• Kelly Mack moderator author
    5 years ago

    Thanks for your comment. I definitely understand and sympathize with my RA friends who suffer with an invisible disease. My point with this article was that a more diverse group of patients with varying kinds of RA should be included in the ads for medications. Best, Kelly

  • Amy
    5 years ago

    Amen Kelly! I also find the fantasy advertisements of “take our meds – you’ll be an athlete too” insulting & exclusive. I’m one of the many invisible RA sufferers, externally I don’t look like anything is wrong. But the pain and fatigue have posed huge limitations on my life. If I get the dishwasher loaded & a simple dinner made that is a huge day for me — put that in a commercial! The same with the magazines, I don’t get anything out of hearing how a singer/actress/wife/mother manages with RA, it’s just too ridiculously far from my reality. Likewise, how many articles does one need on the benefits of sleep, exercise & healthy diet? How about articles on how to create healthy meals when one is exhausted? That would be helpful!
    Thanks very much for an honest article Kelly!

  • Kelly Mack moderator author
    5 years ago

    Thanks Amy! 🙂 I really like your idea for an honest article too!

  • Lindsay
    5 years ago

    As a 31-year-old person with mild to moderate JA, I find this perspective equally exclusionary. Phil Mickelson has PA, so his celebrity can only help raise arthritis awareness. He may not look like you, or me for that matter, but that does not make his experience with arthritis any less valid. I do agree that there should be more diversity in these ad campaigns, but referring to visible disfigurements as the “real” face of arthritis is equally closed-minded, in my opinion. I have been on the verge of taking a biological for about a year, going back and forth on the issue, and I do not have the disfigurements most of the time.

  • Lindsay
    5 years ago

    Kelly, I understand that may have been your overall point. In your article, you say, “’That lady hasn’t had RA a day in her life! She’s probably not even met anyone with RA!'” You also refer to swollen joints and limping as the real RA, as opposed to fake RA? I’m sorry, but this just doesn’t seem to encompass an understanding of diversity either. Because of new drugs, like those in the ad campaigns, being taken at early stages of the diseases they treat, more and more arthritis sufferers look outwardly healthy because they are able to ward off some of the long-term changes to their bodies. Yes, I agree there should be diversity among depictions of arthritis, but the ads are ultimately touting the effectiveness of the drugs, not the potential severity of the diseases they treat. Believe me, as an adult with juvenile arthritis, I feel left out of the conversation all too often. The article ranges from a person feeling left out to a person actually claiming to have a more relevant experience, whether intentional or not, and then to a call for diversity. I do not mean to take away from the need for diverse representations of RA. It just seems to me that your call for sensitivity was a bit insensitive.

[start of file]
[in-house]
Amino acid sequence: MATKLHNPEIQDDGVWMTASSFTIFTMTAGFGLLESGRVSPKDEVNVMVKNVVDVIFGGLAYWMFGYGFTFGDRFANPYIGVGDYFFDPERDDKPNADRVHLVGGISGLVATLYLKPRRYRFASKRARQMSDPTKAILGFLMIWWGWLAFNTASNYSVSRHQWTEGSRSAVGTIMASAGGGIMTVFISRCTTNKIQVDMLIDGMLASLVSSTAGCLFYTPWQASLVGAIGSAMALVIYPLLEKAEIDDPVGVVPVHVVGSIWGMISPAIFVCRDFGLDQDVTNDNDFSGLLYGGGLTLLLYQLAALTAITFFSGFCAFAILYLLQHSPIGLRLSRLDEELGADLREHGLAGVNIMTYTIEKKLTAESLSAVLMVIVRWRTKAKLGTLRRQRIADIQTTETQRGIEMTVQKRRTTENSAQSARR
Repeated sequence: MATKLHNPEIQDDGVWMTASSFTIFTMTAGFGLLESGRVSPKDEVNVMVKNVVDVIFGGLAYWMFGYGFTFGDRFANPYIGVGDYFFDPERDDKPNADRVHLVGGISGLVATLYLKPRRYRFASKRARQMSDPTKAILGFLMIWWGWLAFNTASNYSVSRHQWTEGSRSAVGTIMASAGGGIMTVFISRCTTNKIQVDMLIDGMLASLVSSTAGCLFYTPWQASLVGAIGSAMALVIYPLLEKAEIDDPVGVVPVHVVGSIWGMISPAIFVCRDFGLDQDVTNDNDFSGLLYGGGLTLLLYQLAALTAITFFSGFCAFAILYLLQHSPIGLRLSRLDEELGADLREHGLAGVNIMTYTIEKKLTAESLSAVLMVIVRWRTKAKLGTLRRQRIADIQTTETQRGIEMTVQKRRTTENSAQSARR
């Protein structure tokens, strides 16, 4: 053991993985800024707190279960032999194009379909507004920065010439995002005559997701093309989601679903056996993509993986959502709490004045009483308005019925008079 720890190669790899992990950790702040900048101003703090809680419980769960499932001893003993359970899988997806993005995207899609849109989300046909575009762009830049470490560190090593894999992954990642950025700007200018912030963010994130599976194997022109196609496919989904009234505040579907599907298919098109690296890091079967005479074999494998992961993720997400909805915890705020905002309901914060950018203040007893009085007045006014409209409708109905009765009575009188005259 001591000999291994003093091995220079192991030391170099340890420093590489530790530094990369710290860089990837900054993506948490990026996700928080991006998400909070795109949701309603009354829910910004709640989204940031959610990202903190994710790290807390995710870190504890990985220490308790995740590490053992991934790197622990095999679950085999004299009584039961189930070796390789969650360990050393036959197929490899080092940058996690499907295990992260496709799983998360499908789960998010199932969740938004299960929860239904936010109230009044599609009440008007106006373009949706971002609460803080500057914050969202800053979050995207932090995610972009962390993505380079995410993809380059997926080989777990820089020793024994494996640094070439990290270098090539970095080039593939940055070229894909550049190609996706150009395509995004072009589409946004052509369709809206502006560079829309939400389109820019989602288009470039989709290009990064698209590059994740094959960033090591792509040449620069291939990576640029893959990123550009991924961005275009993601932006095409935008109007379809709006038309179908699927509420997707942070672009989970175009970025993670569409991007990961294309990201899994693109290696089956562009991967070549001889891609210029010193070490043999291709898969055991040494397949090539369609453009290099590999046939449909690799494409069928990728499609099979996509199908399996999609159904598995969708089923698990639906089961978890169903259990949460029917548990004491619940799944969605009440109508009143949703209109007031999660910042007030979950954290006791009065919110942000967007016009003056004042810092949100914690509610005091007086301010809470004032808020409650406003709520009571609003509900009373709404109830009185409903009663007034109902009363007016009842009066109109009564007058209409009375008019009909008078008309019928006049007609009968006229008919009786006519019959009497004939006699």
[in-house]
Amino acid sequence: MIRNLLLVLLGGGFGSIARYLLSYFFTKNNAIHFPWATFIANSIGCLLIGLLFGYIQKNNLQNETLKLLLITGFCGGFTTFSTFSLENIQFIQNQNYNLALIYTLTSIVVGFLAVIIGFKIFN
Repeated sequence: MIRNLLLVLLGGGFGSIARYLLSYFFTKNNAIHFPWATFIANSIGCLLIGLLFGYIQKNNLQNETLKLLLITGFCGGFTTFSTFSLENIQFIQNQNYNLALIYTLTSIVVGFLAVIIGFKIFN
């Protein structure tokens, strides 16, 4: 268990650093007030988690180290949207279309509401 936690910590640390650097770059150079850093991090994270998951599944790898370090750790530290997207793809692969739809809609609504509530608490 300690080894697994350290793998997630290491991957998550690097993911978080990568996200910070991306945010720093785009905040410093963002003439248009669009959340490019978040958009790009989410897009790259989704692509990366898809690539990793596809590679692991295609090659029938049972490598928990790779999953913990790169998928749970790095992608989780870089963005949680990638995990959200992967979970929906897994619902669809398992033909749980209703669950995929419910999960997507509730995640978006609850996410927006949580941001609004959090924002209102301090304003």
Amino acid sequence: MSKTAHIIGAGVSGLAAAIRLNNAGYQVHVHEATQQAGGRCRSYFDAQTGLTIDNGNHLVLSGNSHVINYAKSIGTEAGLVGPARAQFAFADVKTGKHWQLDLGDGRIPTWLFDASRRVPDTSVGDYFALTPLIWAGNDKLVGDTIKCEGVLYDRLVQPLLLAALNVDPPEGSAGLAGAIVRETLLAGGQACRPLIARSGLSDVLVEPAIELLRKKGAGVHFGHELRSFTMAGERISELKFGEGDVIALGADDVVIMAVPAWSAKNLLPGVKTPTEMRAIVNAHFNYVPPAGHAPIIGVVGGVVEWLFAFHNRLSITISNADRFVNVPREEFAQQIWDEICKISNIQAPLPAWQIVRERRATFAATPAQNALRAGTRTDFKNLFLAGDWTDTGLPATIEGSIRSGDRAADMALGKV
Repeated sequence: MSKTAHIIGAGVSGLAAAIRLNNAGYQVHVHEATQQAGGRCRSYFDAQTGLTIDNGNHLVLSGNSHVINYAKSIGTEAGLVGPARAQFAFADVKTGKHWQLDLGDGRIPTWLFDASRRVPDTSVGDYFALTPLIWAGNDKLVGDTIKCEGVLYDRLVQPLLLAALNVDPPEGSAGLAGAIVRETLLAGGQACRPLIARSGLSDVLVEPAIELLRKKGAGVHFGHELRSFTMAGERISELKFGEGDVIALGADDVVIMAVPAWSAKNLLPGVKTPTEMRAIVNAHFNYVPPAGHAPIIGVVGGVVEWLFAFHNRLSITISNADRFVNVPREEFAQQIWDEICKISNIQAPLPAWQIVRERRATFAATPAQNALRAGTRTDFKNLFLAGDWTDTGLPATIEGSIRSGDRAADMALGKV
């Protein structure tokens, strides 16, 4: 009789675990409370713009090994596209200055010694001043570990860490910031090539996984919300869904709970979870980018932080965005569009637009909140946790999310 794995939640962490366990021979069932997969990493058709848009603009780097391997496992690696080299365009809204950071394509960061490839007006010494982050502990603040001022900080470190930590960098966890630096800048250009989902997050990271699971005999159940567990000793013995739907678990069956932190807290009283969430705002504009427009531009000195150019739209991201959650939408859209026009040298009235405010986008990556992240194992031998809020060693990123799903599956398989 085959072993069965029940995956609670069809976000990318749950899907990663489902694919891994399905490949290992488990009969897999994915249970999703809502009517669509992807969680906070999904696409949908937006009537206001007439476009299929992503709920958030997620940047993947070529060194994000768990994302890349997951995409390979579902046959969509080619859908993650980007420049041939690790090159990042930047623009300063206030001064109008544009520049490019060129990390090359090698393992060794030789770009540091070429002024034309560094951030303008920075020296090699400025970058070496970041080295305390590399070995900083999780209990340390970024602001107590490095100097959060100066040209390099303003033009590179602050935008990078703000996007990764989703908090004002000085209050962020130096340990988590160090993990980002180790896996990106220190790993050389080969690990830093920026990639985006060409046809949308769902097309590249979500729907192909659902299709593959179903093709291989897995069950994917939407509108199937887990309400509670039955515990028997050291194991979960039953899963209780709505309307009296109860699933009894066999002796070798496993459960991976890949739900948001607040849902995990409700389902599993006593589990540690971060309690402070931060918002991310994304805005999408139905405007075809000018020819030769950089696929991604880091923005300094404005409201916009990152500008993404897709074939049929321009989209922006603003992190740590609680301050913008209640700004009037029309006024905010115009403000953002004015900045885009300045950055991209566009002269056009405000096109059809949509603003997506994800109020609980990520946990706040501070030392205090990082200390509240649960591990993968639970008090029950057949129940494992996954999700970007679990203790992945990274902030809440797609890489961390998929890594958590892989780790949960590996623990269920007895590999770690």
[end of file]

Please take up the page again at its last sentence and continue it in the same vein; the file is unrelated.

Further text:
• Kelly Mack moderator author
    5 years ago

    Lindsay, my article was not meant to exclude anyone but to proffer the idea that there’s a more diverse concept of RA than currently portrayed in medication advertising. I’d like these ads to include a variation of the disease so that all RA patients can be represented and identify with the campaign. Best, Kelly

  • Mariah Z. Leach moderator
    6 years ago

    This is a really great point, Kelly. Thank you so much for bringing it up. I completely agree with you. It also frustrates me that the people in those RA medication ads tend to be older, white-haired people – further extending the stereotype that only old people get arthritis!

  • Marie A. Burkett
    6 years ago

    I agree – you never see anyone with hands crippled struggling to do the simplest things. Besides who can afford to take the stuff they advertise even with insurance unless the pharmaceutical company waves the co-pay.
    Thanks for your site.